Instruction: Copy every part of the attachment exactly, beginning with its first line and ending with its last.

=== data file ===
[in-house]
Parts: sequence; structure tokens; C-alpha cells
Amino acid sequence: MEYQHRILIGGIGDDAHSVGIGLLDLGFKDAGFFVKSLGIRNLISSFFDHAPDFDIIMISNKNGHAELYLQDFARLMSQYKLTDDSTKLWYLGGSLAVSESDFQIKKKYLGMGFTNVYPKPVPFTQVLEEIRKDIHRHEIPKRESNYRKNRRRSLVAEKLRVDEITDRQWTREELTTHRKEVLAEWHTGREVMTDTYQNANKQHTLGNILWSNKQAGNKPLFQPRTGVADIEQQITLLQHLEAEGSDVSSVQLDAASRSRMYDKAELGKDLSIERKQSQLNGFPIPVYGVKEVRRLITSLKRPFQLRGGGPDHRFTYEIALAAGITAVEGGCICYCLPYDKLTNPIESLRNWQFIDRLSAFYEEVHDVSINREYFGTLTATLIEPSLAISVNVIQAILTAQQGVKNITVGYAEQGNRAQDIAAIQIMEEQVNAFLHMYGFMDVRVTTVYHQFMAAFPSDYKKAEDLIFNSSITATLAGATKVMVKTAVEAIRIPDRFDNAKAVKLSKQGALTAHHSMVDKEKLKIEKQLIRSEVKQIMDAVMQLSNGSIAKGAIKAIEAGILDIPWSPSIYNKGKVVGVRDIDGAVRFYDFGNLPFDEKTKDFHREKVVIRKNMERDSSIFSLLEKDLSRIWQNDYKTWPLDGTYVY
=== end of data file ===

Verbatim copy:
[in-house]
Parts: sequence; structure tokens; C-alpha cells
Amino acid sequence: MEYQHRILIGGIGDDAHSVGIGLLDLGFKDAGFFVKSLGIRNLISSFFDHAPDFDIIMISNKNGHAELYLQDFARLMSQYKLTDDSTKLWYLGGSLAVSESDFQIKKKYLGMGFTNVYPKPVPFTQVLEEIRKDIHRHEIPKRESNYRKNRRRSLVAEKLRVDEITDRQWTREELTTHRKEVLAEWHTGREVMTDTYQNANKQHTLGNILWSNKQAGNKPLFQPRTGVADIEQQITLLQHLEAEGSDVSSVQLDAASRSRMYDKAELGKDLSIERKQSQLNGFPIPVYGVKEVRRLITSLKRPFQLRGGGPDHRFTYEIALAAGITAVEGGCICYCLPYDKLTNPIESLRNWQFIDRLSAFYEEVHDVSINREYFGTLTATLIEPSLAISVNVIQAILTAQQGVKNITVGYAEQGNRAQDIAAIQIMEEQVNAFLHMYGFMDVRVTTVYHQFMAAFPSDYKKAEDLIFNSSITATLAGATKVMVKTAVEAIRIPDRFDNAKAVKLSKQGALTAHHSMVDKEKLKIEKQLIRSEVKQIMDAVMQLSNGSIAKGAIKAIEAGILDIPWSPSIYNKGKVVGVRDIDGAVRFYDFGNLPFDEKTKDFHREKVVIRKNMERDSSIFSLLEKDLSRIWQNDYKTWPLDGTYVY